Financial Firms 167
TABLE 10.1 ICICI—A Large Complex Financial Institution
Firm Area Business
ICICI Bank Banking Personal banking; corporate banking
ICICI Prudential Life insurance Insurance for individuals
ICICI Lombard General insurance Insurance
ICICI Venture Venture capital and private
ICICI Securities Investment banking and
Corporate finance, fixed income trad-
ing, equities trading, equity brokerage
for retail and institutional
Prudential ICICI Asset management Mutual funds, portfolio management
This silo approach has adverse effects on cost. In the United States, a pri-
mary dealership is an attribute of a large financial firm. In India, a primary
dealer is a free-standing firm which does only the business of a primary
dealer. The effort of the government has been to reorganize the financial sector
into pieces which fit conveniently into the structure of government agencies.
Financial firms have sought to grow into large complex financial institutions
(LCFIs) despite this silo architecture. The two biggest financial firms—HDFC
and ICICI—are de facto LCFIs (see Table 10.1). This is achieved through a
network of subsidiaries which inhabit each of the silos. The largest and most
sophisticated firms follow in the footsteps of these pioneers, and grow out of
the silo mindset into complex multi-product firms.
The classification scheme and organization of this chapter represents a ten-
sion between the silo structure—with watertight compartments between classes
of firms—and an evolution toward complex multi-product firms. The truth lies
somewhere in between the two polar cases with a steady evolution away from
the silo structure.
The critical infrastructure of the financial system involves exchanges and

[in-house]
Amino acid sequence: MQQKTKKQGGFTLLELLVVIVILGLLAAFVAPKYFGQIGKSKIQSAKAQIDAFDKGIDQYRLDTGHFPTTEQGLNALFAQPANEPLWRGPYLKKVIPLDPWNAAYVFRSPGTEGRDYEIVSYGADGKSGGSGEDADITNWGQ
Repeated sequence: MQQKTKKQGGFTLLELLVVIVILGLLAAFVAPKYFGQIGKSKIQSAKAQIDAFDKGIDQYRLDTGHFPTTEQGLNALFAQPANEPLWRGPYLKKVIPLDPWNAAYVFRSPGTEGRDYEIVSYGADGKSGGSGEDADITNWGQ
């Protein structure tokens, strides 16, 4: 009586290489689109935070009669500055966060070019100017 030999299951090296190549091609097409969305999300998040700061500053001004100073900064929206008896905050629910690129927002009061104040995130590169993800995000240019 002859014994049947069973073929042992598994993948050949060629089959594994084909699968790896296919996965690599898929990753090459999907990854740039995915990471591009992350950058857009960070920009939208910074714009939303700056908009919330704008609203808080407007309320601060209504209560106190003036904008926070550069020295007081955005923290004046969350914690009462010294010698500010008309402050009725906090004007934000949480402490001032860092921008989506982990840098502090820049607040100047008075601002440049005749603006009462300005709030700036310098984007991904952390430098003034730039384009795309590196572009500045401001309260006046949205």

the payments system. It also involves a maze of acronyms, summarized in
Table 10.2. (See also an extensive list of acronyms in Appendix B.)
There are three groups of exchanges:
SEBI regulates NSE and BSE, which primarily trade equities and equity
168 India’s Financial Markets
TABLE 10.2 Acronyms in Exchange Infrastructure
BSE Bombay Stock Exchange
CCIL Clearing Corporation of India Ltd.
CDSL Central Depository Services Ltd.
FMC Forward Markets Commission
MCX Multi Commodity Exchange
NCDEX National Commodity Derivatives Exchange
NDS Negotiated Dealing System
NSCCL National Securities Clearing Corporation Ltd.
NSDL National Securities Depository Ltd.
NSE National Stock Exchange
RBI Reser ve Bank of India, the central bank
SEBI Securities and Exchanges Board of India
SGL Subsidiary General Ledger
RBI regulates CCIL which trades some interest rate and currency prod-
ucts. RBI owns and operates NDS, which is a trading system for govern-
ment bonds.
FMC regulates NCDEX, MCX, and other commodity futures exchanges.
As is typical of the silo structure of Indian finance, these three groups are held
apart by government. They are unable to compete with each other. It is essen-
tially impossible to start a new exchange in RBI’s space. FMC has an ambivalent
approach to competition; in practice it is difficult to start a new exchange. SEBI
has the most open approach on entry into the exchange business.
Surrounding the exchanges are the infrastructure of clearing corporations
and depositories. NSE does clearing through its subsidiary, NSCCL. CCIL is
itself a clearing corporation and does clearing for OTC transactions on the
fixed-income and currency markets, and for the transactions that takes place
on its exchange platform. BSE, NCDEX and MCX do their own clearing.
In terms of depositories, NSDL and CDSL are two depositories dealing
primarily with equity holdings. They also have dematerialized holdings of gov-
ernment bonds, corporate bonds and mutual fund paper. SGL is a depository
for government bonds and is owned by RBI. While NSDL and CDSL compete
with each other, they are prohibited from competing with SGL.
In the exchange industry—comparing exchanges, clearing corporations
and depositories—India has evolved a unique silo structure, where there are
three parallel industries. The industrial organization of the industry has been
reshaped to suit the convenience of the regulatory structure. There is compe-
tition within the silo in two cases (SEBI’s silo and FMC’s silo), but there are
no competitive forces running across silos. Weak firms in all the silos lobby to
uphold the silo structure when they are fearful of competitive pressure from
firms from other silos.

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